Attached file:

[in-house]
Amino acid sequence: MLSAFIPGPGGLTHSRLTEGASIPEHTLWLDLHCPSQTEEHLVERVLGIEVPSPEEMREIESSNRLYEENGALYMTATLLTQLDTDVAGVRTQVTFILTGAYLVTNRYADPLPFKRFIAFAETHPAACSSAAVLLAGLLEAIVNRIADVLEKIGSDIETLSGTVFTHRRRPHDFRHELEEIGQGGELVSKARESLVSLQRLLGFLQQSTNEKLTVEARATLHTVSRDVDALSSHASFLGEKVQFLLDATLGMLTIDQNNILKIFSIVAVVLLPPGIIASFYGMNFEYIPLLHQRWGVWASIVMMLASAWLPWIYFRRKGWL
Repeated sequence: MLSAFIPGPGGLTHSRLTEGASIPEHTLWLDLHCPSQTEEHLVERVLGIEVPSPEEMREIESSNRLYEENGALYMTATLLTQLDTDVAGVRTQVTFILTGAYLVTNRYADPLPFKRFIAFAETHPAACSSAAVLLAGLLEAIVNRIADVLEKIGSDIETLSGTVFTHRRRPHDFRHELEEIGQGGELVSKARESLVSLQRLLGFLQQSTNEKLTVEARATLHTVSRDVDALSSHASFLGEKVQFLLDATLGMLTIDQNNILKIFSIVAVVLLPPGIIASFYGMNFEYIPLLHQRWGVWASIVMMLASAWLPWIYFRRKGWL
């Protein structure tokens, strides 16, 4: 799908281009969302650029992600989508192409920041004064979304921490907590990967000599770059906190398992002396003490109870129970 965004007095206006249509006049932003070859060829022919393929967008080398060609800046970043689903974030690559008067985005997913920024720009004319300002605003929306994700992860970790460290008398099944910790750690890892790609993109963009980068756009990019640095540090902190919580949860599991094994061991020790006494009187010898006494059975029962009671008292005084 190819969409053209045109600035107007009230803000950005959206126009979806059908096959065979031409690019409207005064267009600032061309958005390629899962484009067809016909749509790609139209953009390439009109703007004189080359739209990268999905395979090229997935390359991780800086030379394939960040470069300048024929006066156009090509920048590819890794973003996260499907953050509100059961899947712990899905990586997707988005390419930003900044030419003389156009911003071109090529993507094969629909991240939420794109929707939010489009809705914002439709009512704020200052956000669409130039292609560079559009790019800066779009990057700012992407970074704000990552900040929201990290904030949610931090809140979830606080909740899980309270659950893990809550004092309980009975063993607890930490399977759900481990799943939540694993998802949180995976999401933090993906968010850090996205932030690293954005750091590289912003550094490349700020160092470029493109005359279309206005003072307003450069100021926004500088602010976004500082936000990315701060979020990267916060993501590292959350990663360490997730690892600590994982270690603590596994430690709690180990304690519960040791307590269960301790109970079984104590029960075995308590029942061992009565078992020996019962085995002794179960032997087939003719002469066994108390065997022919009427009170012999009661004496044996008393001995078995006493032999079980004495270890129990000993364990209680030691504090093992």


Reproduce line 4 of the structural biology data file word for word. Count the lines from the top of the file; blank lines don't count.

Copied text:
């Protein structure tokens, strides 16, 4: 799908281009969302650029992600989508192409920041004064979304921490907590990967000599770059906190398992002396003490109870129970 965004007095206006249509006049932003070859060829022919393929967008080398060609800046970043689903974030690559008067985005997913920024720009004319300002605003929306994700992860970790460290008398099944910790750690890892790609993109963009980068756009990019640095540090902190919580949860599991094994061991020790006494009187010898006494059975029962009671008292005084 190819969409053209045109600035107007009230803000950005959206126009979806059908096959065979031409690019409207005064267009600032061309958005390629899962484009067809016909749509790609139209953009390439009109703007004189080359739209990268999905395979090229997935390359991780800086030379394939960040470069300048024929006066156009090509920048590819890794973003996260499907953050509100059961899947712990899905990586997707988005390419930003900044030419003389156009911003071109090529993507094969629909991240939420794109929707939010489009809705914002439709009512704020200052956000669409130039292609560079559009790019800066779009990057700012992407970074704000990552900040929201990290904030949610931090809140979830606080909740899980309270659950893990809550004092309980009975063993607890930490399977759900481990799943939540694993998802949180995976999401933090993906968010850090996205932030690293954005750091590289912003550094490349700020160092470029493109005359279309206005003072307003450069100021926004500088602010976004500082936000990315701060979020990267916060993501590292959350990663360490997730690892600590994982270690603590596994430690709690180990304690519960040791307590269960301790109970079984104590029960075995308590029942061992009565078992020996019962085995002794179960032997087939003719002469066994108390065997022919009427009170012999009661004496044996008393001995078995006493032999079980004495270890129990000993364990209680030691504090093992």